Sunlight's Party Time site is a great tool for journalists and bloggers to know when politicians are fundraising and with whom. At the political conventions, many media outlets are using it as a guide for determining their coverage of how delegates, special interests and big donors are spending their time. Below are some recent reports on events and political influence here in Tampa. We will report on similar occurrences in Charlotte for the DNC convention next week.
Huffington Post — "RNC 2012: GOP Shadow Groups Eclipsing Party In Tampa"
Gov. Mitt Romney's campaign toasted its top donors Wednesday aboard a 150-foot yacht flying the flag of the Cayman Islands.
The floating party, hosted by a Florida developer on his yacht "Cracker Bay," was one of a dozen exclusive events meant to nurture those who have raised more than $1 million for Romney's bid.
National Journal — "The Real Party Business Is Behind the Scenes"
A shift of power from the official Republican party apparatus to an informal coalition of megadonors, super PACs and nonprofit advocacy groups is underway here, as a rising shadow party increasingly drives GOP politics.
Mel Sembler, a Florida shopping mall magnate and a key member of the Romney campaign's finance team, is planning to open his home Tuesday for a few hours to the pro-Romney super PAC Restore Our Future to let the group's leaders chat up potential donors on their plans, according to GOP fundraisers who requested anonymity to preserve their relationship with the groups.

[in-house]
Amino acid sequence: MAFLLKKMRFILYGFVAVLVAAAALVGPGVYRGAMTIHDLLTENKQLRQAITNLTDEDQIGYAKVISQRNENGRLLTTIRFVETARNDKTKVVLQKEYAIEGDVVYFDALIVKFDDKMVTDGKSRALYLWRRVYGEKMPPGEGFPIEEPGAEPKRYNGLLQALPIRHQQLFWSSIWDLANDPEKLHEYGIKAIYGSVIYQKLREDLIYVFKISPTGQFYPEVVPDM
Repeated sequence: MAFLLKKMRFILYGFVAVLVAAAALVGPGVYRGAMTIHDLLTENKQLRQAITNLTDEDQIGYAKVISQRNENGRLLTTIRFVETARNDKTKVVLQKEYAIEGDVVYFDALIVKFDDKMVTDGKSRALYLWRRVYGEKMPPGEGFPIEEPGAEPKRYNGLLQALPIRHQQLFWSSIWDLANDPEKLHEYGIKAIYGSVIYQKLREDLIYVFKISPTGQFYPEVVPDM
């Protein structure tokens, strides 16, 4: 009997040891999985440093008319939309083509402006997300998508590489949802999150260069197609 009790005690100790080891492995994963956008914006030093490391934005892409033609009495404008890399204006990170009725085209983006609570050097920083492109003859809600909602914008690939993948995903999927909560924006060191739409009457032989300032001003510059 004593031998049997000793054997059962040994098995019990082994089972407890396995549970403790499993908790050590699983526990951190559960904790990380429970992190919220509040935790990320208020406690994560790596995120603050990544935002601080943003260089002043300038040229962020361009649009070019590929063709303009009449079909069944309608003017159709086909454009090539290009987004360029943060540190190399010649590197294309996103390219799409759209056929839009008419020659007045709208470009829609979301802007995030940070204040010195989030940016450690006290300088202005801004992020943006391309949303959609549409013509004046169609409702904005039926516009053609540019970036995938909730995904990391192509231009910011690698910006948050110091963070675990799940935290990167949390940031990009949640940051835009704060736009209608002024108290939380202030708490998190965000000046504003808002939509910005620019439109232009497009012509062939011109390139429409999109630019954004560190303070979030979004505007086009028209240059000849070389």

The formal business that happens on a convention floor—nominating a candidate, approving a platform, tweaking party rules—is mostly a formality these days. But in hotel-conference centers around Tampa, a different kind of business takes place as party officials check in with colleagues from across the country on races that will determine who controls Congress.
For delegates, conventions are a week of raucous parties, inspiring speeches, and late nights. But for party officials plotting election strategy, conventions are far from a booze-filled vacation.
Just about everything wrong with money and politics is on garish display at the Republican and Democratic conventions this week and next: pay-for-access parties for big donors and corporations; not-very-subtle influence peddling; and equally un-subtle grubbing for campaign donations from special interest.
We are dubbing what's happening here in Tampa the "Pyramid Convention." That is the events for wealthy donors and influences outside of the official proceedings. For our take of what is going on each evening during the main speakers, follow along at SunlightLive.com. Here is our recap from Tuesday.